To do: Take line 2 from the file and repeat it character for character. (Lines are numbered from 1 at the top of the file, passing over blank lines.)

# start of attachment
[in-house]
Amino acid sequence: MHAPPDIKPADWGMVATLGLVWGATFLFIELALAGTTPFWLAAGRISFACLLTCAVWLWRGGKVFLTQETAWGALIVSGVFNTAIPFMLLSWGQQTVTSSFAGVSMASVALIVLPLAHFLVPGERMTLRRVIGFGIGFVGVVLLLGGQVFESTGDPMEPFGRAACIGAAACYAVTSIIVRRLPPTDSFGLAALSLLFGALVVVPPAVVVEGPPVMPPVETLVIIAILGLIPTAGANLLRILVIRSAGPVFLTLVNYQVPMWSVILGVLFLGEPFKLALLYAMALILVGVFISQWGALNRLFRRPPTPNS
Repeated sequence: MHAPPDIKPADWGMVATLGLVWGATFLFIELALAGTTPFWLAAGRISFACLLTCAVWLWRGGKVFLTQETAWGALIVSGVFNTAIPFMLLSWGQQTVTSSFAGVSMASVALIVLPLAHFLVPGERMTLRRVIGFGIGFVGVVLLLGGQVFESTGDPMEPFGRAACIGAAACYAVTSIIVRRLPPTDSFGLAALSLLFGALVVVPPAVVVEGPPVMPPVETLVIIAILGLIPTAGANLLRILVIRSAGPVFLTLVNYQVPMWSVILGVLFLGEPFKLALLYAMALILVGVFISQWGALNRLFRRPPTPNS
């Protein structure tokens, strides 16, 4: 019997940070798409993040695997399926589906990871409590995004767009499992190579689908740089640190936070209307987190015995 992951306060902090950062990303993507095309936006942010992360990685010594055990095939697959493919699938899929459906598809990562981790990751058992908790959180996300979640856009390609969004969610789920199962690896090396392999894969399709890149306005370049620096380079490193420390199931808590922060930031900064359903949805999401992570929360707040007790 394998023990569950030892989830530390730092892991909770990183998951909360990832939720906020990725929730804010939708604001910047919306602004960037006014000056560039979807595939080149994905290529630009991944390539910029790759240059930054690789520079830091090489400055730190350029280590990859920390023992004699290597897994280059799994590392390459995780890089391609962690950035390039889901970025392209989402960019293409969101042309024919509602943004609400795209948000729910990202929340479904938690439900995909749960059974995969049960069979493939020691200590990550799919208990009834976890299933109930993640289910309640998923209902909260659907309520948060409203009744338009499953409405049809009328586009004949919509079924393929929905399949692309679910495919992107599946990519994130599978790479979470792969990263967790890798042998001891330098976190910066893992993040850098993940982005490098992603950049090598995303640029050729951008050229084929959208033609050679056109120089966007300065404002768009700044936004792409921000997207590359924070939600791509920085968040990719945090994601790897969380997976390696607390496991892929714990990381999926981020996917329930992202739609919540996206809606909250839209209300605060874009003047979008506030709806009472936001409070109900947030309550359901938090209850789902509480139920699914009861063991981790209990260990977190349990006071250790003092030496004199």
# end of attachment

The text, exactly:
Amino acid sequence: MHAPPDIKPADWGMVATLGLVWGATFLFIELALAGTTPFWLAAGRISFACLLTCAVWLWRGGKVFLTQETAWGALIVSGVFNTAIPFMLLSWGQQTVTSSFAGVSMASVALIVLPLAHFLVPGERMTLRRVIGFGIGFVGVVLLLGGQVFESTGDPMEPFGRAACIGAAACYAVTSIIVRRLPPTDSFGLAALSLLFGALVVVPPAVVVEGPPVMPPVETLVIIAILGLIPTAGANLLRILVIRSAGPVFLTLVNYQVPMWSVILGVLFLGEPFKLALLYAMALILVGVFISQWGALNRLFRRPPTPNS